Alleviating Presentation Anxiety
By Chelse Benham
“A man who suffers or stresses before it is necessary, suffers more than is
necessary.” – Seneca Nation of Indians (SNI), one of the six tribes of the Iroquois
Confederacy who occupy aboriginal lands in New York State set aside by the
Treaty of Canandaigua of 1794.
What is presentation anxiety? At www.brookes.ac.uk it is defined as a response
to fear that manifests itself in a number of physical ways such as: blushing,
shaking, stuttering, sweating, being tongue tied and mental confusion. With those
public speaking side effects, is it any wonder that some people may fear public
speaking more than death itself?
“As soon as possible if you have to give an impromptu speech begin jotting
things down immediately and make an outline that you can follow,” said Lourdes
Servantes, placement specialist at The University of Texas-Pan American’s
Career Placement Services Office. “Be sure to control your voice tones or rate of
speech. Speaking fast influences your thoughts causing them to race. By
controlling and slowing down your speech it prevents you from stumbling over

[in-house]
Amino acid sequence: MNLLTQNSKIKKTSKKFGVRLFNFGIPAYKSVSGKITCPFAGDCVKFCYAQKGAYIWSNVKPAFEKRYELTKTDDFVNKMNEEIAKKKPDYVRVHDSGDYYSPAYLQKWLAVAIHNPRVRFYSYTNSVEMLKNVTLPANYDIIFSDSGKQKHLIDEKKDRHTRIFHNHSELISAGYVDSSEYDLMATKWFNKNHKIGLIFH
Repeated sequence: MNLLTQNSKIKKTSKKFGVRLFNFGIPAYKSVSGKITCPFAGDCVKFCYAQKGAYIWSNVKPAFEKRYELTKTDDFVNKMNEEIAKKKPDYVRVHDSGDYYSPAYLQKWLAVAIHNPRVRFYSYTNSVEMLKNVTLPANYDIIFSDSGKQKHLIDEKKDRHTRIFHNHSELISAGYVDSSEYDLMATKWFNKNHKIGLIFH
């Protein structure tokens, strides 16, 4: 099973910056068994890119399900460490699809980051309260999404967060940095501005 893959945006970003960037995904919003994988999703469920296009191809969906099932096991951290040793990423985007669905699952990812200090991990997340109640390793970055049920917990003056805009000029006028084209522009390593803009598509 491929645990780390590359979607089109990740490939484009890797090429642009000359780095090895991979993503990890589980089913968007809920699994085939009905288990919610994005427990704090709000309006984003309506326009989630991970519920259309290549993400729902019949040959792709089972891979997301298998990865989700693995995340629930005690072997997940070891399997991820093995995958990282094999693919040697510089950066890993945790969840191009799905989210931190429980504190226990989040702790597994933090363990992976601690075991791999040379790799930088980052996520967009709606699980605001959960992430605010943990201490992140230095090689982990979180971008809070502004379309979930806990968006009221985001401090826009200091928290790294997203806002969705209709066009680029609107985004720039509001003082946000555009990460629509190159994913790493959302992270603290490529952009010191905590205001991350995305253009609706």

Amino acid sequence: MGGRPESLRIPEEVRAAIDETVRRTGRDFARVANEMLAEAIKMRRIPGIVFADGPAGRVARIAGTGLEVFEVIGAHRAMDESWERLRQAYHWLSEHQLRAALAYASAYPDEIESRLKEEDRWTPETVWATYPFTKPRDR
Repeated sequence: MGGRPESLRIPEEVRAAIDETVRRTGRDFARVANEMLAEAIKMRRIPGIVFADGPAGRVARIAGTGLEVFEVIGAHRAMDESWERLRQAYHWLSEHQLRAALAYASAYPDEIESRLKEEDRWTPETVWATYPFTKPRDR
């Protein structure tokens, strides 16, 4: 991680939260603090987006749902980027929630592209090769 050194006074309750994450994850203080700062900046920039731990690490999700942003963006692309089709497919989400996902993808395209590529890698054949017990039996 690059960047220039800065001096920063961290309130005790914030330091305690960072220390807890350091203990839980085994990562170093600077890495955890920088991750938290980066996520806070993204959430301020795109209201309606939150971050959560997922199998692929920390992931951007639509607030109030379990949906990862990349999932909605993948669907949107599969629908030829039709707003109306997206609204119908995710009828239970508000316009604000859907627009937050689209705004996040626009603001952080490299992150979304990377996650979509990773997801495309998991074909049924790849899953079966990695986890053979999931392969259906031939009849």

words and racing through your presentation which can come across as being
nervous and unprepared.”
English Channel, a tutorial web site for students and teachers of business
English, identifies reasons why many people are afraid of public speaking. Most
speakers have two kinds of fears - fears about the audience and fears about
themselves - that shake their sense of self esteem affecting their performance.
Some fears about the audience may be the following:
• they will see that I am fearful
• they will hear my mistakes
• they will not understand what I mean
• they will dislike me
Statistically, five percent of the audience will not like you or your speech no
matter how well you perform. This is related to the fact that five percent of the
people you meet in life will dislike you, no matter how kind you are. Just accept it
and don't worry about it.
Fears about themselves: